H. H. Kantharia, J.
1. These twoappeals are being disposed by this common judgment as they arise from the same impugned judgment and decree passed by the learned Principal Judge of the Family Court, Bombay, on June 28, 1991, in M.J. Petition No. 799 of 1989 and Petition No. 500 of 1989. The appellant-husband in both the appeals, Subhash Popatlal Shah, shall hereinafter be referred to as 'the appellant' and the respondent-wife, Mrs. Lata Subhash Shah, shall hereinafter be referred to as 'the respondent'.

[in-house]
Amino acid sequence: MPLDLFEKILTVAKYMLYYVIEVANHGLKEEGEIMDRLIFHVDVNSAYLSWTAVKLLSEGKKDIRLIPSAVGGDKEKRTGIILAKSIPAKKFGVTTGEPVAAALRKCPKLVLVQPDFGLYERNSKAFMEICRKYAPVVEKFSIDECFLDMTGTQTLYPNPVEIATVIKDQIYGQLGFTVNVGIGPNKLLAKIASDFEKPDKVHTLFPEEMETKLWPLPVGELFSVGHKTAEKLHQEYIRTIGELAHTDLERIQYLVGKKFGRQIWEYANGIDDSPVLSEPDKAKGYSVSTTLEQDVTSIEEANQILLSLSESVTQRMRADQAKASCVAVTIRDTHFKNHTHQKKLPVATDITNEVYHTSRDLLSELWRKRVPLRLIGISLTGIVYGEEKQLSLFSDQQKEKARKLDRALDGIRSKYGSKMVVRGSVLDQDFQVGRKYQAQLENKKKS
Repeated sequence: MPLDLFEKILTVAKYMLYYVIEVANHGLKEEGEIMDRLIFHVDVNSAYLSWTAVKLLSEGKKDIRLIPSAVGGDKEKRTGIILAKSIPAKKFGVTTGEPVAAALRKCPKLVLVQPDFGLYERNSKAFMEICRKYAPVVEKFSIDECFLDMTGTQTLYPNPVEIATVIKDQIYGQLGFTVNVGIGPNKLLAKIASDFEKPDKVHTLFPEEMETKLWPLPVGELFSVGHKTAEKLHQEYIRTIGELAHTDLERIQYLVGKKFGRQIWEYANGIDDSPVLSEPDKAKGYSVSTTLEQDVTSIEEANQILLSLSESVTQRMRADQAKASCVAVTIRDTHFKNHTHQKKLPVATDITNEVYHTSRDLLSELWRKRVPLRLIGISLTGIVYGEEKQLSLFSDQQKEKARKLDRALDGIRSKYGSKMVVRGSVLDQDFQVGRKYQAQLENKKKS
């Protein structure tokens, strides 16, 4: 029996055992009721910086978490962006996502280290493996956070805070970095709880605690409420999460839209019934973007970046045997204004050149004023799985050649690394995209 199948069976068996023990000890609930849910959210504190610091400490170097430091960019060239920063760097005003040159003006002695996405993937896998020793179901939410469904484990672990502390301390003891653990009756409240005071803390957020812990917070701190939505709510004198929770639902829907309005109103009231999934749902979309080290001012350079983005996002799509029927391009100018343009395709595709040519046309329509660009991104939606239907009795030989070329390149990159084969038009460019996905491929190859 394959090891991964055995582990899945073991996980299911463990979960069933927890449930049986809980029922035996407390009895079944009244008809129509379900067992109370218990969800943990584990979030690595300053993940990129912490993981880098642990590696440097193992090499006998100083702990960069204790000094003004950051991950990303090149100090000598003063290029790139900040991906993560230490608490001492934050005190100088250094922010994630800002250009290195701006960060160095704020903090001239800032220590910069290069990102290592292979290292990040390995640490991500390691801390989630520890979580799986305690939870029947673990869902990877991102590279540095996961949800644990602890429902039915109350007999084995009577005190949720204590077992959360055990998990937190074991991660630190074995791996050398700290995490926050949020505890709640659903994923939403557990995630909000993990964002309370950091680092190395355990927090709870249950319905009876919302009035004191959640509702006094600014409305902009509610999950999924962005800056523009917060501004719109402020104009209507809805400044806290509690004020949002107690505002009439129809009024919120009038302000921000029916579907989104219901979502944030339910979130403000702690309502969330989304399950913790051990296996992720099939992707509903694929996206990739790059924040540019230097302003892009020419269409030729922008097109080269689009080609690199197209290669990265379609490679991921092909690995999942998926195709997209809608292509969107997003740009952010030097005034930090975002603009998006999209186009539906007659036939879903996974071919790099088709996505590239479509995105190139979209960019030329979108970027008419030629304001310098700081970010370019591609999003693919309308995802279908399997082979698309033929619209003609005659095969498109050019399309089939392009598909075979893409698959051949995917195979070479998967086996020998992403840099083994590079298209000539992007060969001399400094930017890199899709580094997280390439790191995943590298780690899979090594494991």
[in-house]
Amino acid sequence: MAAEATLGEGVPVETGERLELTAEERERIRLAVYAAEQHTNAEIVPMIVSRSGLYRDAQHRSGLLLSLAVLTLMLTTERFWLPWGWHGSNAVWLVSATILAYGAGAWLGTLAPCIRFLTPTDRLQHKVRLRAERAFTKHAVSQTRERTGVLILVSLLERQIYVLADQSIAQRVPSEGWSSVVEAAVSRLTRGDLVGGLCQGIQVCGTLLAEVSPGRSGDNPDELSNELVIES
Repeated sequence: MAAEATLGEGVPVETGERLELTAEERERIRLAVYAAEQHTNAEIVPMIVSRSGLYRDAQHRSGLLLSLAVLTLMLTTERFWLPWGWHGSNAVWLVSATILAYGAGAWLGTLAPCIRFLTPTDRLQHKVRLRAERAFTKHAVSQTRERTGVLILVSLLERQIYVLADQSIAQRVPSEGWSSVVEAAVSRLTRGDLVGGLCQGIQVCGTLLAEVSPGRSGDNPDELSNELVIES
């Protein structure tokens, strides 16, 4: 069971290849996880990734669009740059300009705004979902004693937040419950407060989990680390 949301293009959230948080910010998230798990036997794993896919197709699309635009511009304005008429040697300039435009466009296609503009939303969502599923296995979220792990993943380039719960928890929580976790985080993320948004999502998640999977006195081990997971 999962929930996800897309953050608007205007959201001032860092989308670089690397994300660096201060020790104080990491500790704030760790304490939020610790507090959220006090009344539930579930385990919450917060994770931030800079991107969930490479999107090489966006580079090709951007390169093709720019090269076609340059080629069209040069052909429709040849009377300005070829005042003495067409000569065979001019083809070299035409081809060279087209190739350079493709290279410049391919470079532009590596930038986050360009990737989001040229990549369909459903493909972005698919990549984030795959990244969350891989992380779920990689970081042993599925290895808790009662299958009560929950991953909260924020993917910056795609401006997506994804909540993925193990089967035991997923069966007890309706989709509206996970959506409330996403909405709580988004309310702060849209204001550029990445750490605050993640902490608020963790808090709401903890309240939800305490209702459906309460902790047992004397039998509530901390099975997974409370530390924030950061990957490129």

2. The respondent filed M.J. Petition No. 799 of 1989 for dissolution of marriage under Sections 13(1)(i); 13(1)(ib) and 13(2)(i) of the Hindu Marriage Act, 1955 and Petition No. 500 of 1989 for separate maintenance for herself and son Anand under Section 125 ofthe Criminal Procedure Code in the Family Court. Her case was that the marriage between herself and the appellant took place asper Hindu Vedic rites in the month of April, 1973 at Bombay whereafter she stayed with her husband at Pune and Mahabaleshwar. Thereafter she was brought by the appellant to Bombay and kept at her father's house where she has been staying. According to her, out of the wedlock a son by name Anand was born. Her contention was that the appellant was doing hotel business at Akola and after she was left at Bombay he used to send her money towards maintenance and after some time he stopped sending her money and performed a second marriage with one Rasia on June 3, 1975 about which she came to know in the year 1988 and as he was having sexual intercourse with another woman, she was constrained to file a petition for a decree for divorce or in the alternative for a decree for judicial separation. She also claimed maintenance for herself and Anand.